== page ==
Gap Year Ideas -Peace Corps
John F. Kennedy, Jr., made a plea in 1961 that changed how Americans became involved overseas. He challenged America’s youth to serve their country by living and working in developing areas of the world.
If you’re looking for gap year ideas, (gap year defined), consider volunteer travel. Serving in the Peace Corp between high school and college has great rewards.
Forty years later, the Peace Corps has sent more than 165,000 Americans to 130 countries. Peace Corps volunteers help establish or run programs in education, business, environment, agriculture, health, community development or specifically focused projects such as HIV/AIDS education. These areas of training can land a Peace Corps volunteer just about anywhere in the world.
The Peace Corps’ mission is “to promote world peace and friendship.” To be eligible for volunteer travel, you must be at least 18 years old and a U.S. citizen. The application process includes an hour-long interview that delves deeply into your personal life, future goals and medical history. A four-year college degree is required for most assignments. Without one, three to five years of valuable work experience is required. You have to be willing to commit to two years of service, plus three months of training in your host country.
Dan VerSchneider, 22, recently started a Peace Corps stint in Thailand. Joining the Peace Corps was not a quick decision for him to make. An international studies major from New York state, VerSchneider took about five months of careful consideration to be sure of his decision to join. But he says “Peace Corps will be a great experience for learning, helping people and having fun.”
Getting ready for volunteer travel
Knowing what to expect ahead of time is important, so you aren’t shocked when you are chosen to be a farmer in Malaysia. “Be varied in your classes. I recommend you take a lot of basic geography and a foreign language,” VerSchneider suggests. “You never know what you’ll get selected to do based on your resume, so you want to be prepared.”
Erika E. Boehm, Peace Corps campus recruiter at the State University of New York Environmental Science and Forestry campus, says, “ I suggest taking any of the applied studies. The programs that we have right now include: agroforestry/agriculture, animal husbandry, environmental education, education, health and nutrition, AIDS awareness, water sanitation, small business and information technology. I also suggest taking any language.”
The interviewing process
Peace Corps administrators closely examine all your life experiences, from your tomato garden when you were 9 to your insect collecting hobby and high school grades. Factors such as these, from as far back as you can remember, become a part of your application.
“I taught English to Chinese students ages 9 through 14 during my study abroad in China. So I knew when I applied that I would probably get selected to do that again,” VerSchneider says.
Every Peace Corps volunteer has an area in which they become skilled. VerSchneider will spend the next two years teaching English to children fluent in Thai. “Returned Peace Corps volunteers say that the hardest thing is to be placed in a country where they do not speak the language,” Boehm says. “ Volunteers normally say that training is excellent and does prepare them, but it is always a shock to begin living in a community by yourself when you are so out of your element. It is also a challenge to self-motivate and devise and complete projects under limited supervision.
Most say that the friendships that they make with other volunteers and host country nationals are the best part of the experience.” Boehm would know. She returned to the States in 2001 after three years of Peace Corps work in the Republic of Panama.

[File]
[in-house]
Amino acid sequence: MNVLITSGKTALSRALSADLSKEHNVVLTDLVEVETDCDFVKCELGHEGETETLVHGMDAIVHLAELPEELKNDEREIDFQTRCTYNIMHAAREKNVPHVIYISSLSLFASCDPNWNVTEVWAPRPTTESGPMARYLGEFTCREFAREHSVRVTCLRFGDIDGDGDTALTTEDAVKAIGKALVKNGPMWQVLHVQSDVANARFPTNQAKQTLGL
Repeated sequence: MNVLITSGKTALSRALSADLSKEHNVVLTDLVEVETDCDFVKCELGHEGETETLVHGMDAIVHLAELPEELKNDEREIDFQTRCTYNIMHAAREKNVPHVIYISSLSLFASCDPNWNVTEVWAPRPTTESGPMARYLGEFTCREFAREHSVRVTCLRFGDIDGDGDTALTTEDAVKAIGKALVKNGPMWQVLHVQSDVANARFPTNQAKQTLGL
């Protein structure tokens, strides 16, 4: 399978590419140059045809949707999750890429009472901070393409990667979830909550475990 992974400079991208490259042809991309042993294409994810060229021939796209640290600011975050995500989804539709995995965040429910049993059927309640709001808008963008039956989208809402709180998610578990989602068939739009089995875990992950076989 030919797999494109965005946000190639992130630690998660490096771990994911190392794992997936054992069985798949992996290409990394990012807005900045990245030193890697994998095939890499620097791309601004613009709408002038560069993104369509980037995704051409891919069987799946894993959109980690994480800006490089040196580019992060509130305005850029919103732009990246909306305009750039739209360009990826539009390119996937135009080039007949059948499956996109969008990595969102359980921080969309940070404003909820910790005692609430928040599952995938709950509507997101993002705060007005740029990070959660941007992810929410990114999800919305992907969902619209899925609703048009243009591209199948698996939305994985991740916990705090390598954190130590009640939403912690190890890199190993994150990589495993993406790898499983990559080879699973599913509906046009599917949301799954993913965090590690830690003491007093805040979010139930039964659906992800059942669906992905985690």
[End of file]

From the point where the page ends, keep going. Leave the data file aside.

Gap Year Ideas-Why choose the Peace Corps?
VerSchneider hopes his time with the Peace Corps will help him in a future career. “I want to be in the foreign service, a diplomat,” he says.
Boehm notes that most returned Peace Corps volunteers end up furthering their educations, teaching or going into social and community development-related careers.
Volunteer travel has its rewards
After a volunteer’s two years of service, Peace Corps benefits include 70 percent financial contribution towards your graduate degree, first crack at government jobs before they become available to the public or further training in your area of expertise so you can use your skills in the public sector.
You’ve considered various gap year ideas and decided that volunteer travel is for you. Now start preparing.
How to start planning for volunteer travel in the Peace Corps now
You can begin your Peace Corps journey while you’re in college. Follow these guidelines to get you on track early in the game.
Attend events hosted by the Peace Corps.
Study Peace Corps history.
Learn a foreign language, such as Spanish or French.
Take liberal arts classes. This will give you a well-balanced education to use in the Peace Corps.
Join clubs at your school to get used to working as part of a team.
Plan to finish all four years of college. A degree is important.
Find out if you qualify. Call 800-424-8580 and speak with a recruiter about your situation. APPLY!
You won’t know if you don’t try!
Stay in the U.S. with Americorps
The Americorps, founded in 1993, is a national program devised to meet America’s educational, safety, health and the environmental needs. More than 500,000 Americans each year become involved with Americorps.
To be eligible for Americorps, you must be:
17 years of age or older
A U.S. citizen, a national or legal permanent resident
Be able to serve for 10 months to a year at a time
Americorps volunteers receive:
An education award of $4,725 for college, graduate school or to pay back loans
Student loan deferment opportunities
A $9,300 annual living allowance
If you are interested in learning more about the Americorps, visit www.americorps.org or call 1-800-942-2677.